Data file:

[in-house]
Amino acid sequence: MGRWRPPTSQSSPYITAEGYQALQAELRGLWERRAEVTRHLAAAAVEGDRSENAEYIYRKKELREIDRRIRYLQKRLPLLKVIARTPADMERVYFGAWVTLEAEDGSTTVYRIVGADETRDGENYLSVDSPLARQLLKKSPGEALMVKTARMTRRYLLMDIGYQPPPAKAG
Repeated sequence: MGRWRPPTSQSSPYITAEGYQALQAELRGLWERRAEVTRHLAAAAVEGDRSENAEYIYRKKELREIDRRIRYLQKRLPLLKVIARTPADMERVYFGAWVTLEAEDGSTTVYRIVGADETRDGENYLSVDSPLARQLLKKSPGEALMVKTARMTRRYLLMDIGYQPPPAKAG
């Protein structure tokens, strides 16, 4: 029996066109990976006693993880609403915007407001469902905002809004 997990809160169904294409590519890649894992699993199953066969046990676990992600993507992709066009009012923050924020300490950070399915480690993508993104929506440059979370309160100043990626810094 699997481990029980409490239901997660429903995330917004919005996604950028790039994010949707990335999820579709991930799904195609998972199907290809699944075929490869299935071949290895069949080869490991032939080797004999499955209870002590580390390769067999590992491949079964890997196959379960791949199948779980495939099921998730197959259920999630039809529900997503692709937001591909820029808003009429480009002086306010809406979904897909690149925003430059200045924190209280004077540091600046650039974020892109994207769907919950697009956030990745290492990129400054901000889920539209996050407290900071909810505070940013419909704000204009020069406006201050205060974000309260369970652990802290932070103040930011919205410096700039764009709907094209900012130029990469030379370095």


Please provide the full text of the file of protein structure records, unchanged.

[in-house]
Amino acid sequence: MGRWRPPTSQSSPYITAEGYQALQAELRGLWERRAEVTRHLAAAAVEGDRSENAEYIYRKKELREIDRRIRYLQKRLPLLKVIARTPADMERVYFGAWVTLEAEDGSTTVYRIVGADETRDGENYLSVDSPLARQLLKKSPGEALMVKTARMTRRYLLMDIGYQPPPAKAG
Repeated sequence: MGRWRPPTSQSSPYITAEGYQALQAELRGLWERRAEVTRHLAAAAVEGDRSENAEYIYRKKELREIDRRIRYLQKRLPLLKVIARTPADMERVYFGAWVTLEAEDGSTTVYRIVGADETRDGENYLSVDSPLARQLLKKSPGEALMVKTARMTRRYLLMDIGYQPPPAKAG
């Protein structure tokens, strides 16, 4: 029996066109990976006693993880609403915007407001469902905002809004 997990809160169904294409590519890649894992699993199953066969046990676990992600993507992709066009009012923050924020300490950070399915480690993508993104929506440059979370309160100043990626810094 699997481990029980409490239901997660429903995330917004919005996604950028790039994010949707990335999820579709991930799904195609998972199907290809699944075929490869299935071949290895069949080869490991032939080797004999499955209870002590580390390769067999590992491949079964890997196959379960791949199948779980495939099921998730197959259920999630039809529900997503692709937001591909820029808003009429480009002086306010809406979904897909690149925003430059200045924190209280004077540091600046650039974020892109994207769907919950697009956030990745290492990129400054901000889920539209996050407290900071909810505070940013419909704000204009020069406006201050205060974000309260369970652990802290932070103040930011919205410096700039764009709907094209900012130029990469030379370095």